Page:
As the debt-crisis reached its preliminary climax in the fall of 2008, we were promised the collapse of society if the banks were not rescued with public funds. Maybe that’s true, but now is the time to think about building a better banking and money infrastructure.
My personal experience with banks was increased somewhat over the last month, as I tried to wire transfer several thousand dollars from a bank account in Canada to one in Norway. The accounts are both owned by me. They are with large, respected entities in both countries. I have several receipts (thank God) that show that the account number (IBAN), SWIFT code, address, name etc. provided by me are correct.
The money did leave my bank account in Canada a few days after I requested the transfer. So far, so good. The problem is that that was in December 2009. After waiting for a week, I first contacted the sending bank in Canada. They gave me a nice looking “Payment Transmission Confirmation” showing the information I had entered and some other numbers. The transmission showed that the money had left my bank, then gone to an intermediary associated with my bank and had been sent on to Bank X (I know the name, but won’t post it here yet) in Great Britain, with instructions to send it on to my bank.
I gave my receipt to my bank in Norway, but they could not find any funds, not in my name, not to my account, not of that amount, not on that date, etc. Their intermediary is another Norwegian bank, so I tried calling them – no luck. They pointed me to DnB NOR, who is the intermediary they use. DnB NOR was also unable to find the money.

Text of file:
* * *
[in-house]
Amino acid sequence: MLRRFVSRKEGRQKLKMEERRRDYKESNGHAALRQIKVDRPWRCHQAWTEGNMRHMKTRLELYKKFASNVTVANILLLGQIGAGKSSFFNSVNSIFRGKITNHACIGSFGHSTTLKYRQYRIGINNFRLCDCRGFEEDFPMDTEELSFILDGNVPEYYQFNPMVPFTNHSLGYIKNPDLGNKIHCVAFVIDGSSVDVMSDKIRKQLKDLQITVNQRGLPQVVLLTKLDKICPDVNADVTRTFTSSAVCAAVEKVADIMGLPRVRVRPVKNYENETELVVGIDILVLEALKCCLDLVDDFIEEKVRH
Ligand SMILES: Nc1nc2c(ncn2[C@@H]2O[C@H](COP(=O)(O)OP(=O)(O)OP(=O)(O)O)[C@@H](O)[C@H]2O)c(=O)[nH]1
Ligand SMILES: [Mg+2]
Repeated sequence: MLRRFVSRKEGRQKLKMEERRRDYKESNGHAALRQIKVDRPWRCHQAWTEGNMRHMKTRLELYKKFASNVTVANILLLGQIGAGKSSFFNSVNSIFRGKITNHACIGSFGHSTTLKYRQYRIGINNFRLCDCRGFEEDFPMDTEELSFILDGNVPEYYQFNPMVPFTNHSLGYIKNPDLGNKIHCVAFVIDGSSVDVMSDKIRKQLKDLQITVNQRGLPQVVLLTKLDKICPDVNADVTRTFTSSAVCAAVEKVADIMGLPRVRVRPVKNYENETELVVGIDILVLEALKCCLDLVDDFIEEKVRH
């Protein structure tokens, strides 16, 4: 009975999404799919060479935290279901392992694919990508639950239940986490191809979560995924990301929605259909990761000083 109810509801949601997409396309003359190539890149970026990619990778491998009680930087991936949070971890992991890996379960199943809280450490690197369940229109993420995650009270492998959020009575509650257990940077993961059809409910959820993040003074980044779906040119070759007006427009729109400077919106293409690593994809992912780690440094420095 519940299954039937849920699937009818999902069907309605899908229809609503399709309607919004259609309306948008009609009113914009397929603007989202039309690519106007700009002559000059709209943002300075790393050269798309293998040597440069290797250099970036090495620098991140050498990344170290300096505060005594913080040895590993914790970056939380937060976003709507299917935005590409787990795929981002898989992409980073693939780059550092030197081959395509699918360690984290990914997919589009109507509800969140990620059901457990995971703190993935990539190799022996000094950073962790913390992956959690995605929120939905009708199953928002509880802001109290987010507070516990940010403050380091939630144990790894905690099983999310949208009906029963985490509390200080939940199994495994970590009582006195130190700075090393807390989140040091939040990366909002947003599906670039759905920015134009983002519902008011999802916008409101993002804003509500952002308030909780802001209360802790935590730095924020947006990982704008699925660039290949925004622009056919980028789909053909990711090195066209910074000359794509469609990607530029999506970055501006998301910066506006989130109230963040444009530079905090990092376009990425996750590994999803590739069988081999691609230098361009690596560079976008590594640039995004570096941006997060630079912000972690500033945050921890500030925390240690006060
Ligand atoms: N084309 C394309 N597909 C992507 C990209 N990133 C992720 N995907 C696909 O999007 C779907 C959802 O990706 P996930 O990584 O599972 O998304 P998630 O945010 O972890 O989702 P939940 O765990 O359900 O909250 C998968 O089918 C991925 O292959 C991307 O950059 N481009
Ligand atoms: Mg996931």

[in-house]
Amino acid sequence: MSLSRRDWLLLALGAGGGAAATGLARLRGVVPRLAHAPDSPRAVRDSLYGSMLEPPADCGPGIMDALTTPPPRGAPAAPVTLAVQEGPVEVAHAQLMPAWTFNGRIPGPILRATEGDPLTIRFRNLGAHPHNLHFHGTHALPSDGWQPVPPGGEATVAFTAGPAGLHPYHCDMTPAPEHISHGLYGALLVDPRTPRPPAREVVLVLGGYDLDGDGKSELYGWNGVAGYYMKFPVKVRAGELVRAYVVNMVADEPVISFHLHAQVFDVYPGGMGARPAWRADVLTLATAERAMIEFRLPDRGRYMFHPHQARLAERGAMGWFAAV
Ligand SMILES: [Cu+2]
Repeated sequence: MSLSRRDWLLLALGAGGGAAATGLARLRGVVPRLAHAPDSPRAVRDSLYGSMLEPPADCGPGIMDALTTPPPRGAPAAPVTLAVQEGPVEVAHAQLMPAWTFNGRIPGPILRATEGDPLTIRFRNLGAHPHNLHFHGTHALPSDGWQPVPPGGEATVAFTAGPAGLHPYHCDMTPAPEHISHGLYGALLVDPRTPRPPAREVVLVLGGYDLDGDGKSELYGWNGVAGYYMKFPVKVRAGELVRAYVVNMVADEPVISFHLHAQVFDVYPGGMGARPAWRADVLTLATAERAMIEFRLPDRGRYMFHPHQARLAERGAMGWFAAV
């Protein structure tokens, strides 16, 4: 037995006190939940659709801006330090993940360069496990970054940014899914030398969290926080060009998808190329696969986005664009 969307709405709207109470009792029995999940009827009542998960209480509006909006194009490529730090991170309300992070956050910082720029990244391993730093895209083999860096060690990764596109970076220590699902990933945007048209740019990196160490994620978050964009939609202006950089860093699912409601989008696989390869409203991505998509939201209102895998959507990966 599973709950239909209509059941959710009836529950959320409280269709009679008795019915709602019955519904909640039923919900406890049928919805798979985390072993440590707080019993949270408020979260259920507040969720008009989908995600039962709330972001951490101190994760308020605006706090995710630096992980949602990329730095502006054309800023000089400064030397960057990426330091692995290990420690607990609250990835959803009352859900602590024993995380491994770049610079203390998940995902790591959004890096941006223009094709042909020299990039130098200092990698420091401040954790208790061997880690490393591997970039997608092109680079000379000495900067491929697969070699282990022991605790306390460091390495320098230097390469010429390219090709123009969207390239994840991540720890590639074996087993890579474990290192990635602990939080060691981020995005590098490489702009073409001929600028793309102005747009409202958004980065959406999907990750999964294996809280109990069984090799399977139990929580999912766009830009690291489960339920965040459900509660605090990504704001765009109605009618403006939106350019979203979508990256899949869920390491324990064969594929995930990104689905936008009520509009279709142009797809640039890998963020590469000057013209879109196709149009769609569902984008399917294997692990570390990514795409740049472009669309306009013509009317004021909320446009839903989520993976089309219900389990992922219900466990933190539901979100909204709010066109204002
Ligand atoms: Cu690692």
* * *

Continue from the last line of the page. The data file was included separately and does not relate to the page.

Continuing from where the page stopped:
I requested more information from Canada. Another week went by, and all I got was this very detailed spreadsheet-looking SWIFT request from my contact in Canada. The first receipt had some numbers. This one had lots of numbers! I sent it on to my Norwegian bank, who didn’t quite understand it. While it certainly had numbers, it didn’t have the number they wanted (transaction reference number).
At this point, I directed a request for a formal investigation to the originating bank. It’s been a week since then. They are no doubt calling banks down a long chain of intermediaries now. What I know about the trace of my money is this: My Bank in Canada -> Intermediary in Canada -> Intermediary in Great Britain 1 -> Intermediary in Great Britain 2 -> unknown. After the unknown, the final part of the route should be: DnB NOR -> Intermediary in Norway -> My Bank in Norway.
If you think this looks a bit like how the internet (tried traceroute?) works, you’re absolutely right. The only difference is that this process is manual. Yes, you heard it right. What happens at each of these links, is that some peon in the sending bank faxes a document with instructions and numbers on it to the next bank in the path. This is done over a “secure” (physically separate from the normal telecommunications network) wire. (Thus the term wire transfer). Then some peon in the receiving bank will look at the instructions, type the info into their system, and if the destination is not yet reached, fax it on to some other bank. The woman I talked to at DnB NOR even suggested that at some point in the chain, they had failed to find a “path” (translated from Norwegian “sti”) towards the destination! The routing in SWIFT is completely ad-hoc you see.
Whenever you visit a major city (at least in Canada), you can bet that the tallest five buildings are banks (not counting the CN Tower of course). If you’ve ever wondered what the people in those 100-story glass palaces do, now you know: They are full of peons who form the human equivalent of CISCO routers in a giant human version of the internet. In 2010, I believe this meets the definition of Epic Fail. And yes, the banks have ways of making us pay for this largesse!